Materials and methods Top


This was an interventional study (pre-post design) conducted in department of Obstetrics and Gynecology with department of Medical Oncology JIPMER, Puducherry. The Inclusion criteria were parents of adolescents and young adults with malignancies who were seeking care in the department of Gynaecology and Medical Oncology (group1) and Young adults (20 to 40) years of age with malignancies who were seeking care in the department of Gynaecology and Medical Oncology(group2). The Exclusion criteria were malignancies in the age of <12 years and >40 years and young adults who have completed their family. Sampling method was convenient sampling. Assuming baseline knowledge of 10%, calculation based on 95% confidence interval using Open epi software version 2.1. with a non response rate of 5%, final sample size is calculated as 146.[3] This study was approved by JIPMER ethics committee no. JIP/IEC/2018/390.

After taking informed consent, the participants who fulfilled the inclusion criteria were given a pre-test questionarie in the local language as well as in English. The type of malignancy, the adolescents and young adults are suffering is noted along with the stage of the disease from the case records. Demographic data and other clinical data were noted on a predetermined proforma. Health education was given using PPT (power point presentation) regarding effects of cancer on fertility and the available methods to preserve fertility based on SEOM 2016[4] and ASCO 2018[5] clinical guidelines of fertility preservation in cancer patients. Participants were encouraged to ask doubts and these were clarified by investigators. Fertility preservation techniques such as semen cryopreservation, oocyte cryopreservation, embryo cryopreservation were explained in detail. They were appraised of survival rates as per stage of specific malignancies and affects of chemotherapy, radiotherapy and surgery by PPT. Post-test questionnaire were given at the end of health education and change in the knowledge and attitudes was measured by statistical tests.

Statistical analysis

Data were entered in MS excel an was expressed as Mean, SD for continuous variables like age, categorical variables like education, socioeconomic status, type of cancer and awareness in various domains were expressed as proportions. The pre-test and post- test values were expressed as proportions. The pre- test and post- test values were compared by using McNemar test. Differences in the proportions along with 95% confidence intervals were determined. Statistical analysis was carried out with 5% level of significance using SPSS version 20. P value of <0.05 was considered as statistically significant.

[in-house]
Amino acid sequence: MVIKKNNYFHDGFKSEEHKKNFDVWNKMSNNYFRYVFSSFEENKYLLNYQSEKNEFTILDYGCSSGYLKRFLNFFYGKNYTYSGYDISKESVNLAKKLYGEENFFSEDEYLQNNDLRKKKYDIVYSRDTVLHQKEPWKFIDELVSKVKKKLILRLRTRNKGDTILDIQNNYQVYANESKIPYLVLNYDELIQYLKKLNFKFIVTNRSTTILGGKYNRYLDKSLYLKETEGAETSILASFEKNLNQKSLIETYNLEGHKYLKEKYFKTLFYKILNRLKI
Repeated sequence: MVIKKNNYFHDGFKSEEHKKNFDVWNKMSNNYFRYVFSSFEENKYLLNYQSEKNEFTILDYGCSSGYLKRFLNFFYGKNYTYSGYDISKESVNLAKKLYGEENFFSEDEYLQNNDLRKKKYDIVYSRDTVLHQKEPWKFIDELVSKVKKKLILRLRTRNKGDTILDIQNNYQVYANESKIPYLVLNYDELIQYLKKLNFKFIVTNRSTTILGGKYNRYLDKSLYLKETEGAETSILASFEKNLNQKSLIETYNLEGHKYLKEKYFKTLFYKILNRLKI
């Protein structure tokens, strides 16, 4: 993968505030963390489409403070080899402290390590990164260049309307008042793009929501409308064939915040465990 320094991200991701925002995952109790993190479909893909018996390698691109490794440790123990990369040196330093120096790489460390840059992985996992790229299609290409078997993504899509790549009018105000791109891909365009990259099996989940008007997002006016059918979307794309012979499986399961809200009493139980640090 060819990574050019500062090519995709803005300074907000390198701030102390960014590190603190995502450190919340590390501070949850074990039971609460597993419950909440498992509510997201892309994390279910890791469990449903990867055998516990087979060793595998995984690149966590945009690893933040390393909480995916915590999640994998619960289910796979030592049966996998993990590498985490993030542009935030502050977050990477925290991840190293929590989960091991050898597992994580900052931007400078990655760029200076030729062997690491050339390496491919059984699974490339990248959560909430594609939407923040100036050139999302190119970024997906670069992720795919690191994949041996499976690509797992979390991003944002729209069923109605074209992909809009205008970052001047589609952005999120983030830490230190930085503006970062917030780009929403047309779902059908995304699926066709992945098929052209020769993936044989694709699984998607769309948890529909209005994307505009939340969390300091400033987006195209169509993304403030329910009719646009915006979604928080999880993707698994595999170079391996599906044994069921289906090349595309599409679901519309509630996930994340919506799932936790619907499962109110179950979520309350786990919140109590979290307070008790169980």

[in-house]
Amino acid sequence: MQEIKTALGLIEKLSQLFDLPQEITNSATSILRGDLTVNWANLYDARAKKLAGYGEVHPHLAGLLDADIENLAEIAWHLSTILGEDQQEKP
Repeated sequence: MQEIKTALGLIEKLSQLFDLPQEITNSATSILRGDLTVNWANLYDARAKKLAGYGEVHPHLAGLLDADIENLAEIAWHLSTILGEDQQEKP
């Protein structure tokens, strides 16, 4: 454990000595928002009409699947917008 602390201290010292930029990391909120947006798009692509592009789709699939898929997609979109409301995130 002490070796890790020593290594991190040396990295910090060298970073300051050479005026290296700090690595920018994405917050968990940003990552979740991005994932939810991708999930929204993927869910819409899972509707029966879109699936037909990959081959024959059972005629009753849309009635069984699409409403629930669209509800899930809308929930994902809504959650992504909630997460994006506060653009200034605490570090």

Results Top


Response rate in this study was 100%. Among study population, parents were 45.9% and young adults were 54.1% [Table 1a] and [Table 1b]. Demographic characteristics are depicted in [Table 1]. The Spectrum of malignancies in this study were mostly haematological (54.6%). Breast cancer, bone cancer (10.3%) and ovarian cancer (9.5%) were the next common [Figure 1]. The other malignancies wergastrointestinal, testicular, skin and gestational trophoblastic neoplasia. Stage of the malignancies at recruitment was shown in [Figure 2].
Table 1: a. Sociodemographic profile of Adolescents and young adults with malignancies

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Table 1: b. Sociodemographic profile of parents of adolescents and young adults with malignancies

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Figure 1: Type of malignancies among adolescents and young adults

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Figure 2: Stage of malignancy at diagnosis

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Regarding cancer and its affects:

Overall, among the study population: Baseline knowledge regarding type of cancer and survival was good (>80%). Type of therapy received by adolescents and young adolescents with malignancies is shown in [Table 2]. Baseline knowledge about affect of cancer and its treatment on fertility was poor (26.7%). Baseline knowledge regarding availability of fertility preservation methods is very poor (16.4%) After health education, their knowledge in above areas improved to >93% [Figure 3]a and b.
Table 2: Type of Therapy for Malignancy

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Figure 3: a. Knowledge regarding cancer and its therapy before health Education. b. Knowledge regarding cancer and its therapy after health Education

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Among parents of adolescents and young adults, baseline knowledge about type of cancer and awareness of survival is good, but affect of cancer and its treatment on fertility and fertility preservation methods were poor and after health education their knowledge is improved to>90%.

All young adults had good knowledge regarding type of cancer, 85% knew regarding survival. Knowledge regarding affect of cancer and its treatment on fertility was poor 27.8% and awareness regarding fertility preservation methods was also poor. After health education their knowledge improved to >95%

Regarding fertility preservation

Overall, among study population

  • ➢ Baseline knowledge about awareness of starting fertility preservation (FP) prior to cancer, types of fertility preservation methods available, preservation of fertility if FPM is practiced were poor (8.9%, 3.4% and 25.3% respectively). Baseline knowledge about chances of fertility when FP methods were practiced was very poor 1.3%


  • ➢ Major source of information about the availability of fertility preservation methods were from doctors in both parents and young adults’ group (70% and 57%) followed by media (16.6%,) friends (12.5%) and family (8.4%)